I joined Hill+Knowlton Strategies

POLITICO Influence reports on my new job:

ALSO FIRST IN PI… Hill+Knowlton Strategies added Soren Dayton, an experienced digital communications and public affairs strategist, as a senior vice president. Dayton comes from Prism Public Affairs (which subsequently merged with Rasky Baerlein Strategic Communications) and before that New Media Strategies, Rep. Nick Smith‘s (R-Mich.) office and John McCain’s 2008 presidential campaign

Also covered by O’Dwyer, the Holmes Report, and Bulldog Reporter.

On net neutrality

The net neutrality debate has picked up in India based on “zero-rating” or the idea that a service could be provided where the user didn’t pay for the data. I have long wondered how organizations like Facebook, Google, Wikimedia, and others could support net neutrality aggressively in the US and provide “zero-rated” services.

As someone who has worked on the issue on and off since 2008, I have been struck by how the terms of the debate shift. So I wrote a piece for the Takshashila Institution that tries to give the debate more an analytic framework that explains why it is happening now, what the challenges that its trying to address, and what the uncertainties are.

Ultimately, while I have some sympathies for the values of net neutrality but worry about a lot of the details. That’s why I tend to like the ideas that Google and Verizon negotiated in 2010. However, I recognize that in many ways, they don’t apply to the Indian context.

On Stopping Absentee Ballot Fraud, Democratic Machine 1, Jon Corzine 0

One of the central issues of the New Jersey Governor’s race is ethics. One question that arises from that is, “who is in charge, Jon Corzine or the Democratic Machine?” The case of Jamel Holley is a case in which the machine won.
Holley is an up-and-coming star of the New Jersey Democratic Party. See this profile of him in a “Under 40″ list. He was chief-of-staff to Neil Cohen, the previous Deputy Majority Leader in the Assembly. (Cohen eventually resigned due to allegations, and now indictments, of child porn) In 2004, he represented the New Jersey Democratic Party at the Democratic National Convention Committee on Affirmative Action and Outreach. He was the Executive Director of the Roselle Democratic Committee, and is now the Roselle Council President.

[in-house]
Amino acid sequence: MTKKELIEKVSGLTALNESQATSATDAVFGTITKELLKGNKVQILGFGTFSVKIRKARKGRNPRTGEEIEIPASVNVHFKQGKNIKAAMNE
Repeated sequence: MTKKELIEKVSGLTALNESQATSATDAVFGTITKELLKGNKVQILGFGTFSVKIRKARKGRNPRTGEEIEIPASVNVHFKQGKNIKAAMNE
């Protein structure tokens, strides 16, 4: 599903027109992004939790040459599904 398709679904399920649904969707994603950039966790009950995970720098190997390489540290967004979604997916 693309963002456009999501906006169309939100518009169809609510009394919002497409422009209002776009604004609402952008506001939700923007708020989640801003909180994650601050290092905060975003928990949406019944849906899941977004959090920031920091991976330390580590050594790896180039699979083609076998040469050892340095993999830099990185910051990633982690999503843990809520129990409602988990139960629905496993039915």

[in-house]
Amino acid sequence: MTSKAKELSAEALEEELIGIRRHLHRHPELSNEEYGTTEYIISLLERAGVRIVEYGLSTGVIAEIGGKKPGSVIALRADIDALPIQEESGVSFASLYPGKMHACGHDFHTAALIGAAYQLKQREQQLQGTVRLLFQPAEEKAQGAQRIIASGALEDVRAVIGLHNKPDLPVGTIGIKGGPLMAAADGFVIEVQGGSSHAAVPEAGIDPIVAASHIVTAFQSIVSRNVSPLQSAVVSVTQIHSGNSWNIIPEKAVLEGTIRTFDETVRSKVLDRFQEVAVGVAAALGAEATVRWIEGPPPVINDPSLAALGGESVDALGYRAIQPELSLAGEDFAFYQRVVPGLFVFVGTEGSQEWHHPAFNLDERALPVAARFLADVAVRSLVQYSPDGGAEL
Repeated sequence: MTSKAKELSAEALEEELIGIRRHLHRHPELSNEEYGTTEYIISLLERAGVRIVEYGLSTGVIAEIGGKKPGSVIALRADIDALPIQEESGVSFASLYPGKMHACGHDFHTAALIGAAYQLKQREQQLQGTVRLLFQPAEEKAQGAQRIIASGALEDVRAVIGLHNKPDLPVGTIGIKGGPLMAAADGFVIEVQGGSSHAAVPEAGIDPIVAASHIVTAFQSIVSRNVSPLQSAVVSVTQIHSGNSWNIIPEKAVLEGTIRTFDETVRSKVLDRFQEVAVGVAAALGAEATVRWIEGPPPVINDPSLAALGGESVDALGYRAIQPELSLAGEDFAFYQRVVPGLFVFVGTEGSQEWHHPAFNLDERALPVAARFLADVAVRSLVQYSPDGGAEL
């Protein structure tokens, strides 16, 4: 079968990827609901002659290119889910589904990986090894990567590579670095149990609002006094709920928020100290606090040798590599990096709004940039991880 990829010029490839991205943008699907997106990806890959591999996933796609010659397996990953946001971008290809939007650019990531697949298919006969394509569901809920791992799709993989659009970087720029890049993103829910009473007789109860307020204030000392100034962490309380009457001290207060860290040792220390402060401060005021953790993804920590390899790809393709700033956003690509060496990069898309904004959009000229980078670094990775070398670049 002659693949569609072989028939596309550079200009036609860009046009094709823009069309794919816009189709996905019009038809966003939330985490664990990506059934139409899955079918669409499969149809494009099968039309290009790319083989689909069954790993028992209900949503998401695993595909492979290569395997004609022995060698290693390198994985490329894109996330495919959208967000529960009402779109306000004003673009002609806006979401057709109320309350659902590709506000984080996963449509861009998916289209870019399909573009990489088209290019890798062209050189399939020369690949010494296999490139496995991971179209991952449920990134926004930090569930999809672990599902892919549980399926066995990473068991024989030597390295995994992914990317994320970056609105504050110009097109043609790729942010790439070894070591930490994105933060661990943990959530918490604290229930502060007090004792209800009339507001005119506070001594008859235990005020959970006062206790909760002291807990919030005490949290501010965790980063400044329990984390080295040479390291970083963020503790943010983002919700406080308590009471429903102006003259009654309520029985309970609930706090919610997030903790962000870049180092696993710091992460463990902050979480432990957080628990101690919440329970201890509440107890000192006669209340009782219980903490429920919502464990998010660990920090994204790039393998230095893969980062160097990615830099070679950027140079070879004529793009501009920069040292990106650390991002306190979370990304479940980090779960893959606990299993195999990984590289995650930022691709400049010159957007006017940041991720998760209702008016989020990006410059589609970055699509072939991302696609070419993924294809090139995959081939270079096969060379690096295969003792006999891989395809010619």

He was also indicted by the Democratic Attorney General for tampering with absentee ballots, “completing portions of the ballots of at least 20 voters,” in a 2006 Democratic Primary for a Roselle City Council seat. Once those voters testified to his behavior, the ballots, which happened to be for Holley’s candidate.

Holley was ordered by a judge to pay a $125 fine and enter “pre-trial intervention”, at the end of which the case will be dismissed. (it is somewhat unlikely that, as the judge noted, Holley was “not familiar with the absentee voting system” or “not educated in this”. I mean, ED of the local party, representative to the convention, Council President, former Chief of Staff to the Deputy leader…) That sure sounds like an admission to the facts to me.

In any case, as soon as the indictment came down, Corzine’s office called for Holley’s resignation. But then, another one of Holley’s former bosses objected, after the judge acted. Assemblyman Cryan (who happens to be the Corzine-appointed State Democratic Party Chairman) wrote a letter attacking the Attorney General’s action.

Corzine’s response? He backtracks on the initial demand to have Holley resign:

At a Willingboro rally on Saturday, Corzine told PolitickerNJ.com that he had not seen Lesniak’s letter, nor did he remember his request for Holley to step down from office while fighting his case against the Attorney General’s Office.


Corzine’s AG is under the bus. His principal of elected officials under scrutiny? Under the bus.
Sounds like Machine 1, Corzine 0.

Or, as one paper put it, “Christie has often accused Corzine of being more lenient with prominent Democrats while throwing lesser figures under the bus”. Perhaps Corzine just didn’t understand what category Holley was in.

Soren citing: What blog outreach is for

Steve Dinan at the Washington Times writes about John McCain’s campaign’s blog outreach strategy. My take on the whole thing is summed up in my quote:

“I don’t think the people at DailyKos are going to treat John McCain mercifully, but I think the fact that people get their question heard makes them dial it back a bit,” said Soren Dayton, a blogger who worked briefly for the McCain campaign and now works at a public affairs company, New Media Strategies.